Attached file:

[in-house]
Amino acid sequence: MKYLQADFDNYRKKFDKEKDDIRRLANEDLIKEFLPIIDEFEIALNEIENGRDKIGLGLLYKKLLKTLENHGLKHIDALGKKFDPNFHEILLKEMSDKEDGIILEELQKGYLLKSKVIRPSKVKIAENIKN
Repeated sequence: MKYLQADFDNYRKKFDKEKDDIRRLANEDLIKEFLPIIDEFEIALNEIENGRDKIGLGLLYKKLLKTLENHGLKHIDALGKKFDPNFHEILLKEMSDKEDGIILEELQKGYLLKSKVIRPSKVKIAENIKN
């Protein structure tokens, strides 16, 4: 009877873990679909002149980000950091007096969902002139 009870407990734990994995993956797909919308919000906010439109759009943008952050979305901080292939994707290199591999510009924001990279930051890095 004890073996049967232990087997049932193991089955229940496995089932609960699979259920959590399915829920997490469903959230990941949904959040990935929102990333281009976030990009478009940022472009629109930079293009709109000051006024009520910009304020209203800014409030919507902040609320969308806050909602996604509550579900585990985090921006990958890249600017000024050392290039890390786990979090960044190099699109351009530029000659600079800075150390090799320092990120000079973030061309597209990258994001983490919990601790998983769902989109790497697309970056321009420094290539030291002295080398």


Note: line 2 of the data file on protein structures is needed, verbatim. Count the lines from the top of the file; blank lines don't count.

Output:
Amino acid sequence: MKYLQADFDNYRKKFDKEKDDIRRLANEDLIKEFLPIIDEFEIALNEIENGRDKIGLGLLYKKLLKTLENHGLKHIDALGKKFDPNFHEILLKEMSDKEDGIILEELQKGYLLKSKVIRPSKVKIAENIKN